After Qualcom released new graphic blobs for ARMv6 I was able to get CyanogenMod 9 working on my HTC Wildfire S pretty well. There are still some problem which need to be fixed. GPS isn’t working, if you have GSM/3G turned on the battery drains pretty fast. I’m currently trying to get the camera working. There is also a wakelock bug with bluetooth in the kernel right now.
If you’re a developer working on a msm7x27 device and are interested to work together join #cyanogenmod-msm7x27 @ freenode.
You can find my work at http://git.cryptomilk.org/
Maybe you ask: Why is there still no new version of lomoco to support the latest Logitech Mice?
The answer is that I still don’t know how they detect a mouse connected to a receiver. Maybe they just have a table which defines which mice come with which receiver and then try some commands. If it fails it is mouse X and if not it must be mouse Y.
I already wrote some proof of concept for the new protocol and sometimes people contact me and the proof of concept is enough for them. So here is a list of small proof of concept utils:
This is a tool to change the resolution on some gaming mice like the G5, G7 and G9.
Battery information for a lot of cordless mice like MX, VX and VX Nano.
This allows you to reconnect your cordless mouse to the receiver. This is for MX, VX or VX Nano.
I’m a Geocacher and I’ve bought a new toy, the Garmin Vista HCx. This device has a special function for Geocaching. You have to upload these files directly to the device. It isn’t possible to store them on the microSD.
On the geocaching.com you have an option to send the coordinates directly to the GPS. It downloads a web browser plugin from Garmin. To send the files (.loc or .gps) to the device on Linux there is a nice tool called gpsbabel. You can use it to send your files to the GPS. However the device supports only traditional caches 🙁
So a simple script named “sendCache” is:
gpsbabel -i gpx -f $1 -o garmin -F usb:
You have to remove the kernel module which is loaded automatically:
Or blacklist it in /etc/modprobe.d/blacklist. Simply add ‘blacklist garmin_gps’.
To get the permissions to work with gpsbabel as a user, you have to install a hal fdi file. Copy 80-gps.fdi to ‘/usr/share/hal/fdi/information/20thirdparty’. This will set acl rules for write access to the user if you attach it.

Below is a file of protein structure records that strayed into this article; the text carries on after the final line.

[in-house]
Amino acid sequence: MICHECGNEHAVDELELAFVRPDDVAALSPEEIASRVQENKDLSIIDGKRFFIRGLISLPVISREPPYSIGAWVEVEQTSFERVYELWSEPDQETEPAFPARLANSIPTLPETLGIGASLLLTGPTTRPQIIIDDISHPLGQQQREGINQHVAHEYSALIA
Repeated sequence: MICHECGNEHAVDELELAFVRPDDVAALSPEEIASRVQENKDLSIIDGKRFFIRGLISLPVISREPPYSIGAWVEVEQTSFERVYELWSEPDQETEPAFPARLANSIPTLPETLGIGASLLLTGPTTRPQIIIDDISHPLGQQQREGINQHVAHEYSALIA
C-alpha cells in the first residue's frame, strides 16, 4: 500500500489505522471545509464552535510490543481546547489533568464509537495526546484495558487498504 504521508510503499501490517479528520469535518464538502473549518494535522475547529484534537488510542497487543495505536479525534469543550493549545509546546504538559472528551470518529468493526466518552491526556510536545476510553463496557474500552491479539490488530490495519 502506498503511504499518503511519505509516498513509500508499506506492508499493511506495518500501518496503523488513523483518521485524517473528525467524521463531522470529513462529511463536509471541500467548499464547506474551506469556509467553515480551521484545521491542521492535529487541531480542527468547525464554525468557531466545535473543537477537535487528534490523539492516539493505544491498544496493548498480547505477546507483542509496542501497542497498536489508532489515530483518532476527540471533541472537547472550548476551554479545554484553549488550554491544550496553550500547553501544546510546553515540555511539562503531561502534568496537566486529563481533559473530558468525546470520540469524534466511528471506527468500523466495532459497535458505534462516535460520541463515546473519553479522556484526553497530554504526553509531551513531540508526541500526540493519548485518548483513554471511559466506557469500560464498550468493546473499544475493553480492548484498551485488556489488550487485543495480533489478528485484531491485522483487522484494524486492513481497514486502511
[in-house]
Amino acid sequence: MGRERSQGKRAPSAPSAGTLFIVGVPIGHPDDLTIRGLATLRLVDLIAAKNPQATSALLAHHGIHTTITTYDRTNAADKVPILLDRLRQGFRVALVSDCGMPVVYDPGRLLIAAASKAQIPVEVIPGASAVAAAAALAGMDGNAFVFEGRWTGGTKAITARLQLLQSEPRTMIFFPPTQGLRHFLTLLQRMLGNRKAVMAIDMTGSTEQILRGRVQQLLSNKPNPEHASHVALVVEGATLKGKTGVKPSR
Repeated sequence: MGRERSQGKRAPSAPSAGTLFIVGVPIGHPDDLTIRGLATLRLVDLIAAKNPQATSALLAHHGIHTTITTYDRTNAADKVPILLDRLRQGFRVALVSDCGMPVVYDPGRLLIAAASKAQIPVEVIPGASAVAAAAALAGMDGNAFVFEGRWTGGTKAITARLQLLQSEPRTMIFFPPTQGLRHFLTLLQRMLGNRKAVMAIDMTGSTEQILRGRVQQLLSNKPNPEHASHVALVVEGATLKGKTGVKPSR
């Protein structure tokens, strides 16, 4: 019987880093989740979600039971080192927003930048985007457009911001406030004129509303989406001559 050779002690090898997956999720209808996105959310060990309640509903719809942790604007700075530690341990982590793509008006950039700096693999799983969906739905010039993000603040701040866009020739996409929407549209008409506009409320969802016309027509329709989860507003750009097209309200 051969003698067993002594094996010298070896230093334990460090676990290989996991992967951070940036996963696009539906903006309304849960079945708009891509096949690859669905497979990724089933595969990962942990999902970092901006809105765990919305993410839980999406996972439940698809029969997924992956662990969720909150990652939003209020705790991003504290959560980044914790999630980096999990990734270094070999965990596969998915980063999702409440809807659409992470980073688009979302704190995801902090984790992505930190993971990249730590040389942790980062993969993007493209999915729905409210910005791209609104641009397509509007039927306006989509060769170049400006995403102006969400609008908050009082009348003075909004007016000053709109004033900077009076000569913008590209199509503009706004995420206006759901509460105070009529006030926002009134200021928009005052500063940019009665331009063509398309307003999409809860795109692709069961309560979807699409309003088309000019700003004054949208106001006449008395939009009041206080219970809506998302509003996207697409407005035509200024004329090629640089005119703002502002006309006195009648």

I planning to rewrite lomoco since a long time now. The problem is that Logitech has introduced a new protocol to talk to the devices. For the main features of these new mice we have already proof of concept code but some features aren’t suppport.
I still don’t know how they identify a cordless mouse connected to a receiver. The MX Revolution and the G7 share the same receiver. Yesterday I’ve discovered how to read the battery status from the MX and VX Revolution. I can display the battery status in percent and if the mouse is charging or is fully charged.
I’ve put together a proof-of-concept code here. Now it is time to think about a library, liblomoco. If someone is interested in hacking, feel free to contact me 😉
If you have a VX Nano or G7 please send me the output of the vx_hack. If you own a G7 please send me the output of the ‘lsusb’ command.
I’ve finished my diploma thesis (more about this later) and started to work on lomoco again. lomoco can configure vendor-specific options on Logitech USB mice (or dual-personality mice plugged into the USB port).
Since there are some places where you can find code to control Logitech mice, I decided to write a shared library. We will provide a command line client to configure your mouse. The shared library makes it possible to use it for example in KDE’s kcontrol which has his own code for Logitech mice at the moment.
Some days ago Peter Feuerer (piie) was able to sniff the commands which have to be send to the G5 to change the resolution. With some already existing hiddev code, he was able to set the different resolution modes. The G5 has only 4 resolutions: 400, 800, 1600, 2000. The rest of the resolution you can select with the windows server is just interpolated! You can find the hack here. There is existing code for the MX610 and MX Revolution too.
You can find the lomoco homepage here.
What you need:
1 bricked Linksys WRT54G router with boot_wait=off
1 bottle of wine
If you have to take courage first, the bottle of wine could help!
What to do:
Unscrew the antennas and open the router and look for the Intel flash chip. The chip has 48 pins. You can find the numbers on the edges of the chip 1 .. 24 .. 25 .. 48. Time for a big slug of wine! Now use the corkscrew to shorten pin 16 and 17.
I have the Linksys WRT54G v2.2, on some older routers you have to shorten pin 15 & 16.
Now plug in the power cable and your Linksys should be ping-able now. You can send the firmware using tftp:
tftp> put firmwarefile.bin